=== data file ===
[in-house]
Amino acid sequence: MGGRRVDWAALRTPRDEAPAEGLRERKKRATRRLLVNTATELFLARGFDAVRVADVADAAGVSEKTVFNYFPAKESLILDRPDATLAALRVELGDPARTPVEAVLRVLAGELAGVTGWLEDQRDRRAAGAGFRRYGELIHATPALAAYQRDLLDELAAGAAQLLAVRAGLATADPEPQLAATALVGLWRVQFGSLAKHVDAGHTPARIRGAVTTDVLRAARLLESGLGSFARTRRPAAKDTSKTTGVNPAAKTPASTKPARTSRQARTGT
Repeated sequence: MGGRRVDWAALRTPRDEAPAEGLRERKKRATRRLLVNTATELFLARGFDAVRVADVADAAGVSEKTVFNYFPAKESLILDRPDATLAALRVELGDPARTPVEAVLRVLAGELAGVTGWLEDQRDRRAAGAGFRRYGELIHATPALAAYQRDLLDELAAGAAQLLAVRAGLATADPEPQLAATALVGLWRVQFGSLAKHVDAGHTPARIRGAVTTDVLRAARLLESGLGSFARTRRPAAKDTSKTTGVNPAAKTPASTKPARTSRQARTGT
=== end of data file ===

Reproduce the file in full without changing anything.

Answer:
[in-house]
Amino acid sequence: MGGRRVDWAALRTPRDEAPAEGLRERKKRATRRLLVNTATELFLARGFDAVRVADVADAAGVSEKTVFNYFPAKESLILDRPDATLAALRVELGDPARTPVEAVLRVLAGELAGVTGWLEDQRDRRAAGAGFRRYGELIHATPALAAYQRDLLDELAAGAAQLLAVRAGLATADPEPQLAATALVGLWRVQFGSLAKHVDAGHTPARIRGAVTTDVLRAARLLESGLGSFARTRRPAAKDTSKTTGVNPAAKTPASTKPARTSRQARTGT
Repeated sequence: MGGRRVDWAALRTPRDEAPAEGLRERKKRATRRLLVNTATELFLARGFDAVRVADVADAAGVSEKTVFNYFPAKESLILDRPDATLAALRVELGDPARTPVEAVLRVLAGELAGVTGWLEDQRDRRAAGAGFRRYGELIHATPALAAYQRDLLDELAAGAAQLLAVRAGLATADPEPQLAATALVGLWRVQFGSLAKHVDAGHTPARIRGAVTTDVLRAARLLESGLGSFARTRRPAAKDTSKTTGVNPAAKTPASTKPARTSRQARTGT